No Female President, But Women-Centered Novels Are Still to Be Read

When I prepared to write this blog post on November 7, I fully expected the United States to elect its first female president the next day. So I decided my topic would be novels that are very women-centered.

But Hillary Clinton shockingly lost to Donald Trump, and these four things came to mind: 1) Many people dislike what America’s political and corporate elites are doing in this have/have-not country, so Bernie Sanders (or Elizabeth Warren, if she had run) would have had a better chance than Clinton to beat the fake populist Trump. 2) Huge crowd drawer Sanders never had a chance during the primaries because the mainstream media under-covered him or covered him with negative bias, because the supposed-to-have-been-neutral Democratic National Committee backed Clinton, because unelected superdelegates also tipped the scales, etc. 3) Clinton is smart, hard-working, resilient, and experienced, but didn’t fit America’s current anti-elite mood, even as she was slammed with sexism.  😦  4) My topic will still be fiction that’s very women-centered.

(If you want to agree with or dispute my election analysis, please do! I should also mention that my book columns after this one will return to discussing politics only occasionally. But political thoughts in the comments section are always welcome!)

Back to this week’s literary topic: So many novels — and not just thrillers — are male-oriented that it’s interesting when things get less testosterone-y. Books focusing mostly on women are often more subtle, more nuanced, more psychological, more emotionally satisfying, etc. — though it’s of course hard to totally generalize.

One example of a very women-centered novel is Marilynne Robinson’s Housekeeping, which I happened to read during this past election week. The elegantly written, heartbreaking book features three generations of women from the same extended family who live in virtual isolation in the Pacific Northwest.

There are also novels that are women-centered mainly because they feature multiple sisters — for instance, five in Jane Austen’s Pride and Prejudice, and four in Louisa May Alcott’s Little Women, Barbara Kingsolver’s The Poisonwood Bible, and Julia Alvarez’s In the Time of the Butterflies. Fewer, but still memorable, sisters in such works as Alice Walker’s The Color Purple.

Other novels spotlight strong female friendships (and sometimes conflict between those friends), as in Terry McMillan’s Waiting to Exhale and Margaret Atwood’s The Robber Bride.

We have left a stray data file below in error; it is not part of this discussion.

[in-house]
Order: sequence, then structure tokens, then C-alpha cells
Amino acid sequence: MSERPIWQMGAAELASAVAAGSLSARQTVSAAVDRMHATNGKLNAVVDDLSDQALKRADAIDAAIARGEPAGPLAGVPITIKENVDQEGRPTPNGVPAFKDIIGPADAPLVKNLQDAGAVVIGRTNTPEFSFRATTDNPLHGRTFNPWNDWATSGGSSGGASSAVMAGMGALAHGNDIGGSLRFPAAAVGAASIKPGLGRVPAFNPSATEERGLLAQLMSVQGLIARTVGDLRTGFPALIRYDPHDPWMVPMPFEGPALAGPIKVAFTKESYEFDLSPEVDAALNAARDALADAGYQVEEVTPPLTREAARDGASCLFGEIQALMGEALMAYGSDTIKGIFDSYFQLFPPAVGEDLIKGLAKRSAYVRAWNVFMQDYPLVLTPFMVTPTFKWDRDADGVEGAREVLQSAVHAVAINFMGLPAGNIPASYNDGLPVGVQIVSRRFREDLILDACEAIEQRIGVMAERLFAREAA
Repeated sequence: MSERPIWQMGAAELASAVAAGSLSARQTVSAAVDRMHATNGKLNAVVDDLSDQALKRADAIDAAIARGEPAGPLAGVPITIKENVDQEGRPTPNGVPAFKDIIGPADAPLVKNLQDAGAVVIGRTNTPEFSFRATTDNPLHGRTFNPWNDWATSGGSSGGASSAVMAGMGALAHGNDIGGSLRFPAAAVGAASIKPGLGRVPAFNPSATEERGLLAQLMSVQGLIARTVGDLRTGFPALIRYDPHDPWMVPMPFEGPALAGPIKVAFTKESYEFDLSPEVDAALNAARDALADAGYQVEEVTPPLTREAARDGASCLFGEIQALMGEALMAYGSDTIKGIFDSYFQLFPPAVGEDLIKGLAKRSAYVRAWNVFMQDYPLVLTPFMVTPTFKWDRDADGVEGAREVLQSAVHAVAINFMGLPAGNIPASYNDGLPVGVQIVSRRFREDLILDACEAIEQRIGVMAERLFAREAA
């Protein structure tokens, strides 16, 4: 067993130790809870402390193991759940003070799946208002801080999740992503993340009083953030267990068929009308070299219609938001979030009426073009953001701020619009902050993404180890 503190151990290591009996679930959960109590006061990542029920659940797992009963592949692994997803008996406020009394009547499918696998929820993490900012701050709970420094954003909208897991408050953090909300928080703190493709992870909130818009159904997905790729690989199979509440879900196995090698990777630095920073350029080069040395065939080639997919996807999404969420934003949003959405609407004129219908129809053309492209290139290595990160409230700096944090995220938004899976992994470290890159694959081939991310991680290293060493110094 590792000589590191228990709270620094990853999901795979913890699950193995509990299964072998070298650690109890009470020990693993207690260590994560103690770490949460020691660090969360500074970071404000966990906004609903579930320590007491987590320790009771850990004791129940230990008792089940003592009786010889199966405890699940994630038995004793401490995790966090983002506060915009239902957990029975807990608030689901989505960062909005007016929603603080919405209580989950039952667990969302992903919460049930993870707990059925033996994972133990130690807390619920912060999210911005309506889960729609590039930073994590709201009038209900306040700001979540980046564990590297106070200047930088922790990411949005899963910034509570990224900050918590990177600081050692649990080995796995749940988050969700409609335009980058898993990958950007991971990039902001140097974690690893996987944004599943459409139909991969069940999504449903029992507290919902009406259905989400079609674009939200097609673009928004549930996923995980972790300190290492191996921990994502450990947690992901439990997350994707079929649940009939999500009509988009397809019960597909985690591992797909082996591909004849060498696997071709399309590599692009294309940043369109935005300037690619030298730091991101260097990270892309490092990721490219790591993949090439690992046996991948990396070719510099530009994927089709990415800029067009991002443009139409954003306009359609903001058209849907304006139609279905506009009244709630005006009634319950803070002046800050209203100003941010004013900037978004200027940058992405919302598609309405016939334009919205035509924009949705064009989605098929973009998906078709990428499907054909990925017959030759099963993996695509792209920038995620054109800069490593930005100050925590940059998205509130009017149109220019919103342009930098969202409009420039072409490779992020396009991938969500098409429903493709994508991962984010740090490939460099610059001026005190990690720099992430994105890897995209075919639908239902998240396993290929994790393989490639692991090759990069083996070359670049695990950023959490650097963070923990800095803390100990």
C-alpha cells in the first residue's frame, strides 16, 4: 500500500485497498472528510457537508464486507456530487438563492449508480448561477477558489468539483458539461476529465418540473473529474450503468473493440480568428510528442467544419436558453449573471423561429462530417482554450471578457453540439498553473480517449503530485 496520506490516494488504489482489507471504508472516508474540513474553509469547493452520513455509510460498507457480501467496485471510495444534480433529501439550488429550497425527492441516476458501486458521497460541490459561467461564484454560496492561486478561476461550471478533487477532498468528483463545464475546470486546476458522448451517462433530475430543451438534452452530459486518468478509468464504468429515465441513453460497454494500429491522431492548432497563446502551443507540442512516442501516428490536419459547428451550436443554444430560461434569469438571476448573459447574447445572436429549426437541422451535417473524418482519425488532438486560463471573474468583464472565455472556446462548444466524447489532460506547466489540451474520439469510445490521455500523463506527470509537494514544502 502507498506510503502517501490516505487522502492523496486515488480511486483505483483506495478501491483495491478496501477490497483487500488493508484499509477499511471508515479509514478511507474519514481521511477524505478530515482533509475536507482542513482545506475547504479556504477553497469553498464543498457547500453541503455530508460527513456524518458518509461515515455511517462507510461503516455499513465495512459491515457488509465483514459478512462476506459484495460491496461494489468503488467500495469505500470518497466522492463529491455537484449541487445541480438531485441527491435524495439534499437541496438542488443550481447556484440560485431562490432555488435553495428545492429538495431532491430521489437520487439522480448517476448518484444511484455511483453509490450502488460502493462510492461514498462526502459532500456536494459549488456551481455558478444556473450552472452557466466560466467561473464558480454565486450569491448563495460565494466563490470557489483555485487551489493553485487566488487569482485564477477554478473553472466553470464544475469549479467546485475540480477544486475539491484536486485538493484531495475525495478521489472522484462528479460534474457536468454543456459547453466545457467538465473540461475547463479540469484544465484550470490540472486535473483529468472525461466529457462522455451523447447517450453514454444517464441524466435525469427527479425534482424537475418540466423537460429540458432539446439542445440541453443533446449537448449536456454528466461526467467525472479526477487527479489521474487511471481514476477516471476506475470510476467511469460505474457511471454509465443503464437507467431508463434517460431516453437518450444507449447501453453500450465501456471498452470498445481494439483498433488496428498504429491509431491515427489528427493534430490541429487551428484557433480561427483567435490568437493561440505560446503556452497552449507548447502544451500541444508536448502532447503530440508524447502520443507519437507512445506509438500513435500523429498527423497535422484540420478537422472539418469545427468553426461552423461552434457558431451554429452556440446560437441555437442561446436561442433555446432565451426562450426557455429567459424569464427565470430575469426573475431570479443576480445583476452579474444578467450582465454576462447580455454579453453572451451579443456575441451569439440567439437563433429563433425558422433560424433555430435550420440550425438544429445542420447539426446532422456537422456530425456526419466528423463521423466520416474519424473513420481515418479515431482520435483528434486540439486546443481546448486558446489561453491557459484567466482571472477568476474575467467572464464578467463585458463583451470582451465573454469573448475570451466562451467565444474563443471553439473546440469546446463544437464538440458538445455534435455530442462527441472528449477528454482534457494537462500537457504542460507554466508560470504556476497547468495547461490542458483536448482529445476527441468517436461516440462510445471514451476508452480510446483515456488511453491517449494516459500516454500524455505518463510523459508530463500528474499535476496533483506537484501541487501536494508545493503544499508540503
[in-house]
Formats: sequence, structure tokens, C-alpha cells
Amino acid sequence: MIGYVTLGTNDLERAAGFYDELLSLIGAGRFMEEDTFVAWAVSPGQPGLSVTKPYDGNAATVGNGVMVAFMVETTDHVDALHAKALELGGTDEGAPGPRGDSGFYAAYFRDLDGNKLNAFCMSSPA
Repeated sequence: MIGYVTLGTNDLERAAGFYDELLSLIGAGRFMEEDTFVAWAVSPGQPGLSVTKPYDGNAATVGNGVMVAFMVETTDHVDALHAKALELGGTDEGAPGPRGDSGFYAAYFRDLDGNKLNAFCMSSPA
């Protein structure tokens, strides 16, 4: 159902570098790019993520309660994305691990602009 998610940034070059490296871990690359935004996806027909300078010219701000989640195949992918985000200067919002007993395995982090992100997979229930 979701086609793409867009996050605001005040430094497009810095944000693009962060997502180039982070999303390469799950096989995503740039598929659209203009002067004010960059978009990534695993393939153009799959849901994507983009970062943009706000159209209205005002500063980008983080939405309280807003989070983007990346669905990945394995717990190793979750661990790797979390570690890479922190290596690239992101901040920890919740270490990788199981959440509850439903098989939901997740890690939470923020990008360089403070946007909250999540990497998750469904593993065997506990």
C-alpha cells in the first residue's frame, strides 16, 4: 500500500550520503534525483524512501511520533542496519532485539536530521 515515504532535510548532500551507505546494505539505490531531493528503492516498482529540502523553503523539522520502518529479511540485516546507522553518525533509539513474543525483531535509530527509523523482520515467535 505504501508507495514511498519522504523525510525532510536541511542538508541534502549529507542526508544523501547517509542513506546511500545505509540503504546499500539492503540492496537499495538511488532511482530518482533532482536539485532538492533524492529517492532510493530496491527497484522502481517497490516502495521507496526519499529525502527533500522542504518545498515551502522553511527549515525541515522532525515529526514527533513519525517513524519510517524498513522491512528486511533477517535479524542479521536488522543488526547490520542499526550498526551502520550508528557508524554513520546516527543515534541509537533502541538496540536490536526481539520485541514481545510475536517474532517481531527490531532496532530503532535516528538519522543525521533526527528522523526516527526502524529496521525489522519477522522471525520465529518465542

Then there are books featuring lesbian relationships, including Rita Mae Brown’s Rubyfruit Jungle, Colette’s Claudine at School, and Jane Rule’s Desert of the Heart.

Plus fiction set at women’s colleges (such as Dorothy L. Sayers’ Gaudy Night), set in towns where female inhabitants are the focus (such as Elizabeth Gaskell’s Cranford), and that feature workplaces of all or mostly women (such as Fannie Flagg’s The All-Girl Filling Station’s Last Reunion and Lisa Scottoline’s The Vendetta Defense and other Scottoline novels starring characters from the female Philadelphia law firm of Rosato & Associates).

What are your favorite women-centered novels?

This literature blog and my local weekly humor column usually don’t intersect, but I decided to give the latter a book theme for one week. Many authors and novels are referenced.

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I’ve finished writing a book called Fascinating Facts About Famous Fiction Writers, but am still selling Comic (and Column) Confessional — my often-funny memoir that recalls 25 years of covering and meeting cartoonists such as Charles Schulz (“Peanuts”) and Bill Watterson (“Calvin and Hobbes”), columnists such as “Dear Abby” and Ann Landers, and other notables such as Coretta Scott King, Walter Cronkite, and various authors. The book also talks about the malpractice death of my first daughter, my remarriage, and life in Montclair, N.J. — where I write the award-winning weekly “Montclairvoyant” humor column for The Montclair Times. You can email me at to buy a discounted, inscribed copy of the book, which contains a preface by “Hints” columnist Heloise and back-cover blurbs by people such as “The Far Side” cartoonist Gary Larson.